Use this URL to cite or link to this record in EThOS: http://ethos.bl.uk/OrderDetails.do?uin=uk.bl.ethos.381897
Title: Studies of leaf growth in barley
Author: Maan, Asif Ali Shafqat
Awarding Body: University of Wales, Bangor
Current Institution: Bangor University
Date of Award: 1987
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Abstract:
The yield of crop dry matter is closely dependent upon the amount of solar radiation intercepted by the crop canopy. This in turn is primarily determined by the amount of leaf area and its persistence. This study was concerned with the influence of environments, nitrogen supply and plant density in controlling apical development and leaf growth and development in barley. Three series of experiments were carried out on sequentially sown spring barley (cv. Claret) to cover the whole range of the natural variation in environmental variables. In the first series of experiments there were 4 sowing dates, 4 levels of nitrogen and plants were grown in perlite in small pots. In the second series there were 3 sowing dates, 4 levels of nitrogen and plants were grown in soil and sand compost in small pots. In the third series of experiments there were 3 plant densities, 2 levels of nitrogen and plants were grown in soil and sand compost in large tanks. A strong effect of growth media and size of pot on leaf growth was observed. The plants grown in soil had longer leaves and had more tillers than plants grown in perlite. Leaves were even longer when plants were grown in large tanks. Primordia initiation on the main shoot apex, leaf appearance and leaf extension were best described as linear function of thermal time rather than Julian time. Rate of leaf appearance on the main shoot was found to be linearly related to the rate of change of daylength at crop emergence. Final leaf length depended upon both the rate and duration of leaf extension. However, most of the variation in final leaf length was due mainly to variation in leaf extension rate. Leaf extension rate increased with nitrogen supply. A significant quadratic relationship between leaf extension rate and leaf nitrogen content was observed. It is suggested that irrespective of growing conditions leaf extension rate (in mm °Cd-1 ) is most probably controlled by the nitrogen content in the leaf rather than external nitrogen supply. High temperatures, long days and fast leaf appearance rates all resulted in shorter leaf extension duration. Of these variables variation in temperature accounted for the greatest proportion of variation in leaf extension duration. In general all the plant parameters recorded were affected by nitrogen supply, but the effect was more pronounced in perlite. There was a smaller response to applied nitrogen in soil because of the residual nitrogen supplied by the breakdown of organic matter. Lamina area and dry weight increased with the position of leaf on the main shoot up to 2 leaf insertions before the flag leaf. The flag leaf was always much smaller than the subtending leaves. This ontogenetic drift in leaf size was associated with variations in leaf extension rate and leaf extension duration of the leaves. Final leaf size was affected by plant density. As density increased the size of the first three leaves was increased but the size of upper leaves was dramatically decreased. As density increased, final leaf number and the position of the largest leaf on the main shoot were decreased. Nitrogen affected the position of the largest leaf on the main shoot. As nitrogen supply increased the position of longest leaf moved higher up the main stem. This pattern was also modified by sowing date. In sowings made in June, where rate of crop development was fastest, leaf 4 was the first leaf to show response to nitrogen. In sowings made in September, which developed more slowly, leaf 6 was the first leaf to show response to nitrogen. These effects are attributed to effects of internal competition for nitrogen. This suggests that the size of the later leaves is reduced due to lower availability of nitrogen. Early stem extension will also result in greater competition for nitrogen. On this basis one would expect a large response to nitrogen in fast developing crops and this was the pattern observed in these experiments. For most of the leaf growth parameters recorded in these experiments there were significant sowing date * nitrogen supply * leaf position interactions, which have not been reported in previously published investigations. This indicates the complex way in which these factors control leaf growth.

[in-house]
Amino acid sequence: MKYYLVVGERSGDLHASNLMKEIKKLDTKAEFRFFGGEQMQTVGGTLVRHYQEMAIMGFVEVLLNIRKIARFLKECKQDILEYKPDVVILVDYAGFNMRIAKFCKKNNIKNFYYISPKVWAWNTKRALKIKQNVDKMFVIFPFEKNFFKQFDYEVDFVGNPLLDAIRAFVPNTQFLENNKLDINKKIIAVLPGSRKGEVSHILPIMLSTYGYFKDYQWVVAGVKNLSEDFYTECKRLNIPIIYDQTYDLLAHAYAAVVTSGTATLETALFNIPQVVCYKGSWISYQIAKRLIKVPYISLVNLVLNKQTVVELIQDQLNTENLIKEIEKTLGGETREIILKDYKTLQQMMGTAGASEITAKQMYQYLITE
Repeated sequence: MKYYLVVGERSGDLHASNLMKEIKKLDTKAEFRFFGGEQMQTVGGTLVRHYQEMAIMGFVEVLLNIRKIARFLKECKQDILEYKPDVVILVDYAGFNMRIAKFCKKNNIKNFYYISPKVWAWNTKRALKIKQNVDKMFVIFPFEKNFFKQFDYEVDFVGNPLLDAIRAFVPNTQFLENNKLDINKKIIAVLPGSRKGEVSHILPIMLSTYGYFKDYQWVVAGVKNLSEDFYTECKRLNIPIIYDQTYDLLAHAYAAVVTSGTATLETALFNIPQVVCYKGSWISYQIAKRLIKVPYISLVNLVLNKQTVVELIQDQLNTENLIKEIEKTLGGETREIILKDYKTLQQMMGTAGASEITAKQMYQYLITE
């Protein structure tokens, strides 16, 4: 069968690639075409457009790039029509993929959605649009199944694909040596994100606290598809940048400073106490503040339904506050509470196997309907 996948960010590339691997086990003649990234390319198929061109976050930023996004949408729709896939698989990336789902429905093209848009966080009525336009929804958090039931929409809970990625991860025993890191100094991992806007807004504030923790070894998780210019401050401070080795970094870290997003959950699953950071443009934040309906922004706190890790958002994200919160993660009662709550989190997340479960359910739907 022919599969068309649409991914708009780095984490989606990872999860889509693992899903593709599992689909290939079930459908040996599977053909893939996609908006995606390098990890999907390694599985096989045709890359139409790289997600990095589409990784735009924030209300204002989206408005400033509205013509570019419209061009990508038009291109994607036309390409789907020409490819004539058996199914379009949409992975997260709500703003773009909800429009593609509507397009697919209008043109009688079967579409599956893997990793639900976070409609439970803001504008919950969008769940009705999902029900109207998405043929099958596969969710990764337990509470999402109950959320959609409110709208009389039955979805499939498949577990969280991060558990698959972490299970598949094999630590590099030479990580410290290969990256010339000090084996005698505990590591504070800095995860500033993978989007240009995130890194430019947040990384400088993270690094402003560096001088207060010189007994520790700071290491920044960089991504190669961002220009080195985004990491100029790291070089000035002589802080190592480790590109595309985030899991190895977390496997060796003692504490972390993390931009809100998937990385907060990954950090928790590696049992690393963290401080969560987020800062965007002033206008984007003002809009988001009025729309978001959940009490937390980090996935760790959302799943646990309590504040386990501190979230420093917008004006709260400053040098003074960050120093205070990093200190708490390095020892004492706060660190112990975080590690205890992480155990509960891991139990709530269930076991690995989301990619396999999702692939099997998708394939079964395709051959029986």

Supervisor: Not available Sponsor: Not available
Qualification Name: Thesis (Ph.D.) Qualification Level: Doctoral
EThOS ID: uk.bl.ethos.381897  DOI: Not available
Keywords: Human anatomy & human histology
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